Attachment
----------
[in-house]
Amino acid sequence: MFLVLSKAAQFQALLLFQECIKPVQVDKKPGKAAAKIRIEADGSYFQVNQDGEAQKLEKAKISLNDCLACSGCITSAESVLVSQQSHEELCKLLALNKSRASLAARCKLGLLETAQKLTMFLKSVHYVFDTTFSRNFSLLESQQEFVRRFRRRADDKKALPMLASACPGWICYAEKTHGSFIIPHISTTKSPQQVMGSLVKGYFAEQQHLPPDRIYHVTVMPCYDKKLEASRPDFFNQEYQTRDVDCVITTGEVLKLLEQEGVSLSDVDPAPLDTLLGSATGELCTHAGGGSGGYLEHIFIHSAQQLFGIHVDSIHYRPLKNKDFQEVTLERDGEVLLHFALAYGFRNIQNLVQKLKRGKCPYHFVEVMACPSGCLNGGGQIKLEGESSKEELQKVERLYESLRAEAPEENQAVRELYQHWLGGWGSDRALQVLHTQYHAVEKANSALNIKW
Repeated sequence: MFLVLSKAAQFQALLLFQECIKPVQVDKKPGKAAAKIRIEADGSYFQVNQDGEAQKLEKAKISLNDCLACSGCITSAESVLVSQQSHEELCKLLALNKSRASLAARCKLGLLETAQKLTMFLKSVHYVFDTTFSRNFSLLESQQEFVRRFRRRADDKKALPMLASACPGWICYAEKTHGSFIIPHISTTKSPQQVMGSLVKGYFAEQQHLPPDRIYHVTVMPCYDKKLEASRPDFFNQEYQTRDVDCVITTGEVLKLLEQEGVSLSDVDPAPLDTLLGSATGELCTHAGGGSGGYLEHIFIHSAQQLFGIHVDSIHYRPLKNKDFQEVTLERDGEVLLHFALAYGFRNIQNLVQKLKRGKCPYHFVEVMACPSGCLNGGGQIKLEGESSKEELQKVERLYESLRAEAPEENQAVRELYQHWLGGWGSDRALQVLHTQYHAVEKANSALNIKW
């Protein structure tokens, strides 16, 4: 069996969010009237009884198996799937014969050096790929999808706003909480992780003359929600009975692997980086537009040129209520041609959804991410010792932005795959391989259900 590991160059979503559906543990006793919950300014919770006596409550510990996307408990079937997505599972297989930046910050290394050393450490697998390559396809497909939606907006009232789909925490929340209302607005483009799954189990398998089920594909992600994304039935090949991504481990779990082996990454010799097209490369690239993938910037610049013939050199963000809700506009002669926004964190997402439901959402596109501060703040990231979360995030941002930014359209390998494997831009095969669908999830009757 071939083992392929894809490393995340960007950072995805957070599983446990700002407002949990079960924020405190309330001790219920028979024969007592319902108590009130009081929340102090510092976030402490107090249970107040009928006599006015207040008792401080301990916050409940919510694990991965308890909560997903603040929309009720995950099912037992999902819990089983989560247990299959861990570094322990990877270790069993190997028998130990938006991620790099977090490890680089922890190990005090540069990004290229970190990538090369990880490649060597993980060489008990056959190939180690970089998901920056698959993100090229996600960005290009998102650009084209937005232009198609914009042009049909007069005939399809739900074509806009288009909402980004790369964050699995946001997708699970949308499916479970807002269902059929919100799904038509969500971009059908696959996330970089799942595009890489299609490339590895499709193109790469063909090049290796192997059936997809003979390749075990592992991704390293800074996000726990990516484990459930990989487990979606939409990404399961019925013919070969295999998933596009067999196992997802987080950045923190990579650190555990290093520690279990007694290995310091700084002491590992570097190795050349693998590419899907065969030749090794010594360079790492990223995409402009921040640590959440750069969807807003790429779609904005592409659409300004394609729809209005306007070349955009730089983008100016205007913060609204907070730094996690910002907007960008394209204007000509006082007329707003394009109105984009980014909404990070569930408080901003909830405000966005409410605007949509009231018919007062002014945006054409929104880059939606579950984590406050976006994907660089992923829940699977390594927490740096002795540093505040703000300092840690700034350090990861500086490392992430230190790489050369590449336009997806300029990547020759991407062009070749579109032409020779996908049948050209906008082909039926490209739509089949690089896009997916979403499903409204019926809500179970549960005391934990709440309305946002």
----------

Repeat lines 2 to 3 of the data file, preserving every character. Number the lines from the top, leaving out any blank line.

Amino acid sequence: MFLVLSKAAQFQALLLFQECIKPVQVDKKPGKAAAKIRIEADGSYFQVNQDGEAQKLEKAKISLNDCLACSGCITSAESVLVSQQSHEELCKLLALNKSRASLAARCKLGLLETAQKLTMFLKSVHYVFDTTFSRNFSLLESQQEFVRRFRRRADDKKALPMLASACPGWICYAEKTHGSFIIPHISTTKSPQQVMGSLVKGYFAEQQHLPPDRIYHVTVMPCYDKKLEASRPDFFNQEYQTRDVDCVITTGEVLKLLEQEGVSLSDVDPAPLDTLLGSATGELCTHAGGGSGGYLEHIFIHSAQQLFGIHVDSIHYRPLKNKDFQEVTLERDGEVLLHFALAYGFRNIQNLVQKLKRGKCPYHFVEVMACPSGCLNGGGQIKLEGESSKEELQKVERLYESLRAEAPEENQAVRELYQHWLGGWGSDRALQVLHTQYHAVEKANSALNIKW
Repeated sequence: MFLVLSKAAQFQALLLFQECIKPVQVDKKPGKAAAKIRIEADGSYFQVNQDGEAQKLEKAKISLNDCLACSGCITSAESVLVSQQSHEELCKLLALNKSRASLAARCKLGLLETAQKLTMFLKSVHYVFDTTFSRNFSLLESQQEFVRRFRRRADDKKALPMLASACPGWICYAEKTHGSFIIPHISTTKSPQQVMGSLVKGYFAEQQHLPPDRIYHVTVMPCYDKKLEASRPDFFNQEYQTRDVDCVITTGEVLKLLEQEGVSLSDVDPAPLDTLLGSATGELCTHAGGGSGGYLEHIFIHSAQQLFGIHVDSIHYRPLKNKDFQEVTLERDGEVLLHFALAYGFRNIQNLVQKLKRGKCPYHFVEVMACPSGCLNGGGQIKLEGESSKEELQKVERLYESLRAEAPEENQAVRELYQHWLGGWGSDRALQVLHTQYHAVEKANSALNIKW